The euro jumped half a percent on Thursday after the European Central Bank refrained from hinting at an interest rate cut, merely pushing back the timing of its first post-crisis rate hike.
The euro rose because investors had expected an even more dovish signal from the ECB and for the central bank to acknowledge weakness in economic growth.
"One of the more dovish outcomes we envisaged did not materialize. The governing council extended its forward guidance timing, but also under-delivered on the TLTRO front," TS securities told clients.
The ECB said it would lend to banks at a rate just 10 basis points above its minus 0.4% deposit rate in a new targeted longer-term refinancing operation, or TLTRO.
Money market futures are now pricing in a 45% chance of a 10 basis point euro zone rate cut by the end of year versus 75% before the ECB statement.
The euro has strengthened recently on the back of dollar weakness caused by rising bets on a U.S. interest rate cut.
The single currency was 0.5% higher at $1.1273 after brushing a 1-1/2-month high of $1.1307 earlier this week.
The ECB is trying to give the ailing euro zone a boost but has not yet signaled it will take more policy action later this year as an escalating global trade war unravels the benefits of years of monetary stimulus.
In a speech at 1430 GMT, ECB President Mario Draghi is expected to maintain guidance about the possibility of more stimulus.
"Draghi would have to sound very concerned about the growth and inflation outlook to cause a reaction in the euro," said Antje Praefcke, an analyst at Commerzbank, wrote in a note to clients.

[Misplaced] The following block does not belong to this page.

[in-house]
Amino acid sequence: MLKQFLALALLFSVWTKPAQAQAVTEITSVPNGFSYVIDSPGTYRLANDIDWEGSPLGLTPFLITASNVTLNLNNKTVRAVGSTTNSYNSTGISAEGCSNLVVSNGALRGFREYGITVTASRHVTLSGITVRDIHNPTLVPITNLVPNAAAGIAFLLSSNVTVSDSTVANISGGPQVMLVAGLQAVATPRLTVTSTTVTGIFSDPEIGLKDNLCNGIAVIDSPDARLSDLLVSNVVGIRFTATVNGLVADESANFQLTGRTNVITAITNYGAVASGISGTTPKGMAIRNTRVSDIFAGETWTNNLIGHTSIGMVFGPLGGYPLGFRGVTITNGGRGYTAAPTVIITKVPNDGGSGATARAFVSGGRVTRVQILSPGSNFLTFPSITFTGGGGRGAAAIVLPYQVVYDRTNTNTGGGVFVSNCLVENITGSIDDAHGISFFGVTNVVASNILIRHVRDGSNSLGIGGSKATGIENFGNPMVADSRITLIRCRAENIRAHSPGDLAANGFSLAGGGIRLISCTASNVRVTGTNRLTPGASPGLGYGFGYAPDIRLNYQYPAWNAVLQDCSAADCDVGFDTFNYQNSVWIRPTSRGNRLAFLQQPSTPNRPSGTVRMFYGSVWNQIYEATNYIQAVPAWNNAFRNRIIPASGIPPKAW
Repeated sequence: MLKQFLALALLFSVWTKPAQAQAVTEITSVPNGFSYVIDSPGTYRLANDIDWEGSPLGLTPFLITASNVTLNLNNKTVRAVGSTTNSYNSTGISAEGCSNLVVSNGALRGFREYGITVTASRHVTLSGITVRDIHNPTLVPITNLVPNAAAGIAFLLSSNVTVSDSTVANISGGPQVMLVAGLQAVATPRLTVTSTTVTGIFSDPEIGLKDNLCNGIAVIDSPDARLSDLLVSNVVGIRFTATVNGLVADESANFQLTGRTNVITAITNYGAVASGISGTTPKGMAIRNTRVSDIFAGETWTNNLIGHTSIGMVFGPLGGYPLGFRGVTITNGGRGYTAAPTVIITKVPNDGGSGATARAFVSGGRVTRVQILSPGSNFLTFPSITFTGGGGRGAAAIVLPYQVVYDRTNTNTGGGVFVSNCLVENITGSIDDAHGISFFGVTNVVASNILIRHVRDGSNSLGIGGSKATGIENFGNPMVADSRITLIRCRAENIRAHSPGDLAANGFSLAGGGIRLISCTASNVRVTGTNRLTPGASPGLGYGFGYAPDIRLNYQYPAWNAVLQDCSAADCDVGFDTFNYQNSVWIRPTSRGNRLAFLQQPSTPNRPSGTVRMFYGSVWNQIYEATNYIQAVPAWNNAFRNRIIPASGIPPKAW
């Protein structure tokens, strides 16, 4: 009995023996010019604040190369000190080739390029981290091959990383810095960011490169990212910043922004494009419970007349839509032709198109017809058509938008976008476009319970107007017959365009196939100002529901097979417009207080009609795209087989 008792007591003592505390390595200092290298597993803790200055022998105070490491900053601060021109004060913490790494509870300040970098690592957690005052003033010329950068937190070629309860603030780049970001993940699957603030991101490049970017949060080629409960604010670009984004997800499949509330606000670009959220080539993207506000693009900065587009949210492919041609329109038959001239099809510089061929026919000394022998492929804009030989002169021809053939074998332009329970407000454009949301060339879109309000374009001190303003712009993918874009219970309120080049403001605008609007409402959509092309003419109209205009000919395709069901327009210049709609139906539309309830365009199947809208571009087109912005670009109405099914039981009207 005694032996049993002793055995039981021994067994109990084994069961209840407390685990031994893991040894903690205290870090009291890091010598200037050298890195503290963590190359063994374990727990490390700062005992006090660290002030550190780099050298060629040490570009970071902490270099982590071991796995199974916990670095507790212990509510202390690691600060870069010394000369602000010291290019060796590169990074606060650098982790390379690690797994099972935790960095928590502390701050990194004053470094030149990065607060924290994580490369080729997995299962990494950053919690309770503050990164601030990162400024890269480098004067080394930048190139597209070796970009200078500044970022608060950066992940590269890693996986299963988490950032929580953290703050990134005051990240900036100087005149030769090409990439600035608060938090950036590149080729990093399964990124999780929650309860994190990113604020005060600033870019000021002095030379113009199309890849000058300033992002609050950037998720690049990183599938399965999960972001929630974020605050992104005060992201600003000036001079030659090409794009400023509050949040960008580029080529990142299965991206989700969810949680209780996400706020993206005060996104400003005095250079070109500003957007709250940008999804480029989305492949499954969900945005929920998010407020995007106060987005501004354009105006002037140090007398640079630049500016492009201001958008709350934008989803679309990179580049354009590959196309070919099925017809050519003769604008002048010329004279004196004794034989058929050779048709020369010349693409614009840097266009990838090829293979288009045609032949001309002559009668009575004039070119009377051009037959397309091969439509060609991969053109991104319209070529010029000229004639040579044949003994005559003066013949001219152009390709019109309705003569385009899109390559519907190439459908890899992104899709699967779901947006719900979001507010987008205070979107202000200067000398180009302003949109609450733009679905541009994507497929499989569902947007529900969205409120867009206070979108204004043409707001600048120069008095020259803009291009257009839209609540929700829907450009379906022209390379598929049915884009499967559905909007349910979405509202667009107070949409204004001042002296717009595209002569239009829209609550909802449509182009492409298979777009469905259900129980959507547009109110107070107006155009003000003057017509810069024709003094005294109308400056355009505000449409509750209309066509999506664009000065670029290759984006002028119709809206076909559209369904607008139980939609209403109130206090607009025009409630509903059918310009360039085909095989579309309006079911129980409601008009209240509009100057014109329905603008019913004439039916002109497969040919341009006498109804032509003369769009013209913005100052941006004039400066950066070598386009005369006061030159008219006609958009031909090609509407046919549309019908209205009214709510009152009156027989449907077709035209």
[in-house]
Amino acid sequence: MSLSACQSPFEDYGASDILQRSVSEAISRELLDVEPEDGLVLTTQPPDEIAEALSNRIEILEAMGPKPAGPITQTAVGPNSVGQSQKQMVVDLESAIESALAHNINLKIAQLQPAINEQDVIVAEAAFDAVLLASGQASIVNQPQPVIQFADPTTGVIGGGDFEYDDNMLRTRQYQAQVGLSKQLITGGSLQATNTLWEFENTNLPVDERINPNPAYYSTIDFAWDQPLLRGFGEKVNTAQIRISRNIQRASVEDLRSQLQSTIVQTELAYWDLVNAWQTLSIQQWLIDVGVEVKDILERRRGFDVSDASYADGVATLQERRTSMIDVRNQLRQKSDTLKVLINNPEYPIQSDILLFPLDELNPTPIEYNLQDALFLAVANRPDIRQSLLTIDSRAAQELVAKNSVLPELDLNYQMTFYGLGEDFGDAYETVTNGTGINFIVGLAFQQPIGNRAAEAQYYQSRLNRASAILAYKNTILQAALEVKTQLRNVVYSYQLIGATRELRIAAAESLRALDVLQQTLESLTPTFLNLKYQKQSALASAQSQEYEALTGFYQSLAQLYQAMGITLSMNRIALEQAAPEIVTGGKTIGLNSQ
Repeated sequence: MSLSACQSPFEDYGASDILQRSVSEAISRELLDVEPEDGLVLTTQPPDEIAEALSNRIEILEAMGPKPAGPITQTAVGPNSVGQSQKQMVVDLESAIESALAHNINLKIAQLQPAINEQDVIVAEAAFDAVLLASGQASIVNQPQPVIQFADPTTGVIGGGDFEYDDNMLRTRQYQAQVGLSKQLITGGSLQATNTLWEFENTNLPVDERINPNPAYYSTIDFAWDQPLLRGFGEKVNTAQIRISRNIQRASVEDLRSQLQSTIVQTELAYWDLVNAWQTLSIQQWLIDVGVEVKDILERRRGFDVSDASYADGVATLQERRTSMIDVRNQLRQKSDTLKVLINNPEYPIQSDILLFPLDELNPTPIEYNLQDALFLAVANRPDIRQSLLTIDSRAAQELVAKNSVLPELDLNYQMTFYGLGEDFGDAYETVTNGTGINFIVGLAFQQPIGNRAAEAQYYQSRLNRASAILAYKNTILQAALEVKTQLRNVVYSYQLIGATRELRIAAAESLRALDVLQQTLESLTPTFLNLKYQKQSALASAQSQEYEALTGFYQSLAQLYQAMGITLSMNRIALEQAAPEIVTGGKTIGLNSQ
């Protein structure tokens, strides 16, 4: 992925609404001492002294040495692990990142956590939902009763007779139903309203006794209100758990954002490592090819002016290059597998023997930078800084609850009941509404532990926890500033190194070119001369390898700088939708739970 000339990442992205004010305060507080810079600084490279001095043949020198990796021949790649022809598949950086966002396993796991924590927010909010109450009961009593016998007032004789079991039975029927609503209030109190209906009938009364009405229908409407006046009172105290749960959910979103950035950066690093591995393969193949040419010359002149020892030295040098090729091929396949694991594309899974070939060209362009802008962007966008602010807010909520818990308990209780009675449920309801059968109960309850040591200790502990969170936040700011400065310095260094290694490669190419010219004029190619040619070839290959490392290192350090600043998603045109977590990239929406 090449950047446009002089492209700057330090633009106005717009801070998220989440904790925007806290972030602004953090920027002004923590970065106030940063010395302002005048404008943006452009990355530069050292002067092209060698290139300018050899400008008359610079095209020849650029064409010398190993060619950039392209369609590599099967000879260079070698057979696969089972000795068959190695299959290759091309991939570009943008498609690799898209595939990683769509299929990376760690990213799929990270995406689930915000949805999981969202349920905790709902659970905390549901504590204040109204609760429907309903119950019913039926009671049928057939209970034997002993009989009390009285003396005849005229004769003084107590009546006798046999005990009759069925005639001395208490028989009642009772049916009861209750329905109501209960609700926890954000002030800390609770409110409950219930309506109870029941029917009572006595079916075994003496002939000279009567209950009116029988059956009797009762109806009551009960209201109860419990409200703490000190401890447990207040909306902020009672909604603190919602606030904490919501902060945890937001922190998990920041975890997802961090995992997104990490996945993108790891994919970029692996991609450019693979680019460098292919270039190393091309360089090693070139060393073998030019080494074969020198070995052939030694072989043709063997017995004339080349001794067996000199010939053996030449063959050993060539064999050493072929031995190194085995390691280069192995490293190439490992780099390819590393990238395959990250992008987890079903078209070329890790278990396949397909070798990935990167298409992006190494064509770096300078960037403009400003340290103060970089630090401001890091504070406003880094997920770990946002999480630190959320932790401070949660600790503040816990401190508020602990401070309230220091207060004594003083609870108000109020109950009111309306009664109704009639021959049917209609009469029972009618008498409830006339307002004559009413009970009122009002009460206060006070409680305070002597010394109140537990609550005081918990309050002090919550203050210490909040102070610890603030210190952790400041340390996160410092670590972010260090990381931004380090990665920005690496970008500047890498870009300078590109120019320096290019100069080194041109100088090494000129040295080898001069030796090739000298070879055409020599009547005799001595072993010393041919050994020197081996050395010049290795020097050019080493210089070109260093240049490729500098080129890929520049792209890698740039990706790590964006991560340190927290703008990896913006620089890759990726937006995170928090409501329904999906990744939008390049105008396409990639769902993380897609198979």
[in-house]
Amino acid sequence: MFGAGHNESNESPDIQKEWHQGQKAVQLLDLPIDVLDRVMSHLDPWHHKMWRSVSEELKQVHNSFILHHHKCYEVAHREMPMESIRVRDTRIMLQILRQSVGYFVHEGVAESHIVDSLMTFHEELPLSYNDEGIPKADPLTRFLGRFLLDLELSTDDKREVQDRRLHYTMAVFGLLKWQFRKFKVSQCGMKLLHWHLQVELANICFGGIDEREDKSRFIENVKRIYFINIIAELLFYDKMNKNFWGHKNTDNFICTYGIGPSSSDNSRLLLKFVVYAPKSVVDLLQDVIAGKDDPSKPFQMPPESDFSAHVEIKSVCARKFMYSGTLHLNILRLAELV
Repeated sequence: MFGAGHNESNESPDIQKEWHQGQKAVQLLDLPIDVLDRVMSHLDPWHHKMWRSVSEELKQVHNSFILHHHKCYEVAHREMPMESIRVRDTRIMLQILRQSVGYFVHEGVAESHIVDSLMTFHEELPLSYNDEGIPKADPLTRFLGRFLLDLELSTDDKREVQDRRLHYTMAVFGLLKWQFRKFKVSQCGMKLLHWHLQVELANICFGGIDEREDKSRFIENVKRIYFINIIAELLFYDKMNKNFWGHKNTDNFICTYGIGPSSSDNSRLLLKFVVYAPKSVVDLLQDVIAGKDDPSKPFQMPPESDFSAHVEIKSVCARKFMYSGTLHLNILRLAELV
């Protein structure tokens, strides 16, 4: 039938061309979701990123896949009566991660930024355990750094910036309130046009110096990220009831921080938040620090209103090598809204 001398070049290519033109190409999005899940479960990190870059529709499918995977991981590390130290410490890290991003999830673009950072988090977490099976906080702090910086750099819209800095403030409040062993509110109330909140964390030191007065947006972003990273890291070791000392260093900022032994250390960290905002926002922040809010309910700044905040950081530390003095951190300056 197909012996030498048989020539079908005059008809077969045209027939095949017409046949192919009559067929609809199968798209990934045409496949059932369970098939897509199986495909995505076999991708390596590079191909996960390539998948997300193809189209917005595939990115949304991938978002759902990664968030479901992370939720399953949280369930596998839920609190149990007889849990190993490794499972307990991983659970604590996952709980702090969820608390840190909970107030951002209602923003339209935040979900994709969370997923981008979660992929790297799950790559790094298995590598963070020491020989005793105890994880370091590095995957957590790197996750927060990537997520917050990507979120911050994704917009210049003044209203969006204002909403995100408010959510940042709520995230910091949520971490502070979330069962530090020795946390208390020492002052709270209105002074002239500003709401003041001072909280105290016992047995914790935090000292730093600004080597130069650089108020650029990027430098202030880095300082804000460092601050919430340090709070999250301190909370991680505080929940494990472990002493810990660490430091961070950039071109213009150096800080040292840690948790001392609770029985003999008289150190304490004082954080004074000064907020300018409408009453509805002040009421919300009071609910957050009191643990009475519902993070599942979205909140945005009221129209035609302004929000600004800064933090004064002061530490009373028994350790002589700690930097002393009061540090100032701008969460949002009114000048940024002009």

Recession fears are sweeping across the world and central banks have in recent weeks cut rates in what could signal the start of a fresh global monetary easing cycle.
Japan's yen approached a five-month high on Thursday after a lack of progress in U.S.-Mexico trade talks hurt risk sentiment and drove investors towards safe-haven currencies.
The Japanese yen has been the main beneficiary from a shift towards assets investors deem safer.
It rose as much as 0.3% to 108.07 yen per dollar, close to its strongest level since Jan. 10, after negotiations in Washington on Wednesday aimed at averting U.S. tariffs on Mexican goods showed little sign of progress.
U.S. President Donald Trump unexpectedly told Mexico last week to take a harder line on curbing illegal immigration or face 5% tariffs on all its exports to the United States.
The Mexican peso, already saddled with trade concerns, took a hit after credit ratings agency Fitch downgraded its sovereign debt rating on Wednesday by a notch from BBB+ to BBB, just two notches above junk status.
The dollar index against a basket of six major currencies stooped to a two-month low of 96.749 midweek as benchmark U.S. yields declined sharply this week to 21-month lows on investor risk aversion and heightened prospects of the Federal Reserve cutting interest rates.